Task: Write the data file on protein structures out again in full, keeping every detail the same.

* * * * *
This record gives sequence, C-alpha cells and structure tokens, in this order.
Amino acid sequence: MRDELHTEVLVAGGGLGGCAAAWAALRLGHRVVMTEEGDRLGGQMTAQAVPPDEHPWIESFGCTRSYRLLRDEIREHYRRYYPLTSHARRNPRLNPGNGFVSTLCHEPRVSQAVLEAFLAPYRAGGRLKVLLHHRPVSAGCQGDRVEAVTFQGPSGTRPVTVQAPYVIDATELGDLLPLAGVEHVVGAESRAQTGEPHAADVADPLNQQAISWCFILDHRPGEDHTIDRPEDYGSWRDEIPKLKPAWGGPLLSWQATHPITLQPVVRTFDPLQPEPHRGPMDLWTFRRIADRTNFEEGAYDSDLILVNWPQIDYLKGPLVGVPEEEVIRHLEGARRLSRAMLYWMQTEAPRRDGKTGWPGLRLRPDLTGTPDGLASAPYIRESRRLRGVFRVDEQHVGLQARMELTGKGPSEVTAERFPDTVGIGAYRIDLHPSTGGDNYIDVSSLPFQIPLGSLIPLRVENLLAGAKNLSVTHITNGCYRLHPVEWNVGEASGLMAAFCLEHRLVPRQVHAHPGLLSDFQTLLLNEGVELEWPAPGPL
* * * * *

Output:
This record gives sequence, C-alpha cells and structure tokens, in this order.
Amino acid sequence: MRDELHTEVLVAGGGLGGCAAAWAALRLGHRVVMTEEGDRLGGQMTAQAVPPDEHPWIESFGCTRSYRLLRDEIREHYRRYYPLTSHARRNPRLNPGNGFVSTLCHEPRVSQAVLEAFLAPYRAGGRLKVLLHHRPVSAGCQGDRVEAVTFQGPSGTRPVTVQAPYVIDATELGDLLPLAGVEHVVGAESRAQTGEPHAADVADPLNQQAISWCFILDHRPGEDHTIDRPEDYGSWRDEIPKLKPAWGGPLLSWQATHPITLQPVVRTFDPLQPEPHRGPMDLWTFRRIADRTNFEEGAYDSDLILVNWPQIDYLKGPLVGVPEEEVIRHLEGARRLSRAMLYWMQTEAPRRDGKTGWPGLRLRPDLTGTPDGLASAPYIRESRRLRGVFRVDEQHVGLQARMELTGKGPSEVTAERFPDTVGIGAYRIDLHPSTGGDNYIDVSSLPFQIPLGSLIPLRVENLLAGAKNLSVTHITNGCYRLHPVEWNVGEASGLMAAFCLEHRLVPRQVHAHPGLLSDFQTLLLNEGVELEWPAPGPL